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2005-08-06 18:50:50

ESA -- MARSIS, the sounding radar on board ESA's Mars Express spacecraft, is collecting the first data about the surface and the ionosphere of Mars. The radar started its science operations on 4 July 2005, after the first phase of its commissioning was concluded on the same day. Due to the late deployment of MARSIS, it was decided to split the commissioning, originally planned to last four weeks, into two phases, one of which has just ended and the second one to be started by December...

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2005-06-24 06:05:00

Astrobiology Magazine -- MARSIS, the Mars Advanced Radar for Subsurface and Ionosphere Sounding onboard ESA's Mars Express orbiter, is now fully deployed, has undergone its first checkout and is ready to start operations around the Red Planet. With this radar, the Mars Express orbiter at last has its full complement of instruments available to probe the planet's atmosphere, surface and subsurface structure. MARSIS consists of three antennas: two 'dipole' booms 20 metres long, and one 7-metre...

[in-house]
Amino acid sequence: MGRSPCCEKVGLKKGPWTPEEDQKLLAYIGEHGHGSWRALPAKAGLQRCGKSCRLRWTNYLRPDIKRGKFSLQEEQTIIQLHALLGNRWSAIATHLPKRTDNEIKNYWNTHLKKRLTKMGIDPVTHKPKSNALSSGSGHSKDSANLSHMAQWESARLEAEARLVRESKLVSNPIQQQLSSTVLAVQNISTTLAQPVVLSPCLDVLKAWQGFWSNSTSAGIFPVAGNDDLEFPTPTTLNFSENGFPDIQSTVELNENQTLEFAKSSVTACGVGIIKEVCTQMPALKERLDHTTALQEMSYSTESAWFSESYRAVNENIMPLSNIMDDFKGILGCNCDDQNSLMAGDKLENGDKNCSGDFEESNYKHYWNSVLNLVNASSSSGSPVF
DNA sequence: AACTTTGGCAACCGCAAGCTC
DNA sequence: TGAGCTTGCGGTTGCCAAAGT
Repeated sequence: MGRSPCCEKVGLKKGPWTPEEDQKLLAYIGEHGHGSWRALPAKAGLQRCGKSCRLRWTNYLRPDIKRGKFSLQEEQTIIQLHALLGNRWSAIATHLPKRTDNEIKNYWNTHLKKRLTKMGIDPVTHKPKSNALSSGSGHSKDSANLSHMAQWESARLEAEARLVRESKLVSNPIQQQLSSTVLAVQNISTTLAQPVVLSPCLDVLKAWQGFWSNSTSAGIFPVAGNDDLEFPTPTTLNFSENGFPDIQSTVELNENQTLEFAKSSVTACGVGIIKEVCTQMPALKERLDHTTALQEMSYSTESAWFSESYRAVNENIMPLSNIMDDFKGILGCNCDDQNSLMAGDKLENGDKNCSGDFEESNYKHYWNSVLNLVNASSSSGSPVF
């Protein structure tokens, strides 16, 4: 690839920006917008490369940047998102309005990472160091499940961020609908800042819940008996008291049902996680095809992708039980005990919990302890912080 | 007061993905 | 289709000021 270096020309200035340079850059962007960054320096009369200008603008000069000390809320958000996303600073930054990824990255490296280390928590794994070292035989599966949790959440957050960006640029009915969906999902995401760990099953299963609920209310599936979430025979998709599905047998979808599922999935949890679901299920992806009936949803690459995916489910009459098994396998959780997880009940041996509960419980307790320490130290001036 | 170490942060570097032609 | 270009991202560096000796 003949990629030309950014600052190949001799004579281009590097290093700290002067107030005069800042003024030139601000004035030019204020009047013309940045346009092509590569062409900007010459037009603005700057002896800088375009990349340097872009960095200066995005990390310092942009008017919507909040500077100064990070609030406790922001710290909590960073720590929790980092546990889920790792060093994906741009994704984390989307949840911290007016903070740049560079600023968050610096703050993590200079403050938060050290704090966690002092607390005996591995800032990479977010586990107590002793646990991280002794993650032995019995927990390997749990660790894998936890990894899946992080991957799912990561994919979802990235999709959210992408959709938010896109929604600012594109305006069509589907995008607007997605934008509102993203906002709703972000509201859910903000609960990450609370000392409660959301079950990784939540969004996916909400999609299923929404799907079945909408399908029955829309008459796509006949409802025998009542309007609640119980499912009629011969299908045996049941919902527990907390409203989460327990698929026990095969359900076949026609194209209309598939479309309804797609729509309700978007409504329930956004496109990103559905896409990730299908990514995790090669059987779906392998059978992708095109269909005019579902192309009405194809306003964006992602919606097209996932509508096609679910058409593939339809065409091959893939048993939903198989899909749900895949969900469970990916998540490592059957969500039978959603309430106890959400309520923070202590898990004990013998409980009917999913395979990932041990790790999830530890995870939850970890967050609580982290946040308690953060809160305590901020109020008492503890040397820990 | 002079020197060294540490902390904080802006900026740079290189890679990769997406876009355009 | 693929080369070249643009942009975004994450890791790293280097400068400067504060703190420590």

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2005-06-22 09:05:00

ESA -- MARSIS, the Mars Advanced Radar for Subsurface and Ionosphere Sounding on board ESA's Mars Express orbiter, is now fully deployed, has undergone its first check-out and is ready to start operations around the Red Planet. With this radar, the Mars Express orbiter at last has its full complement of instruments available to probe the planet's atmosphere, surface and subsurface structure. MARSIS consists of three antennas: two "Ëœdipole' booms 20 metres long, and one 7-metre...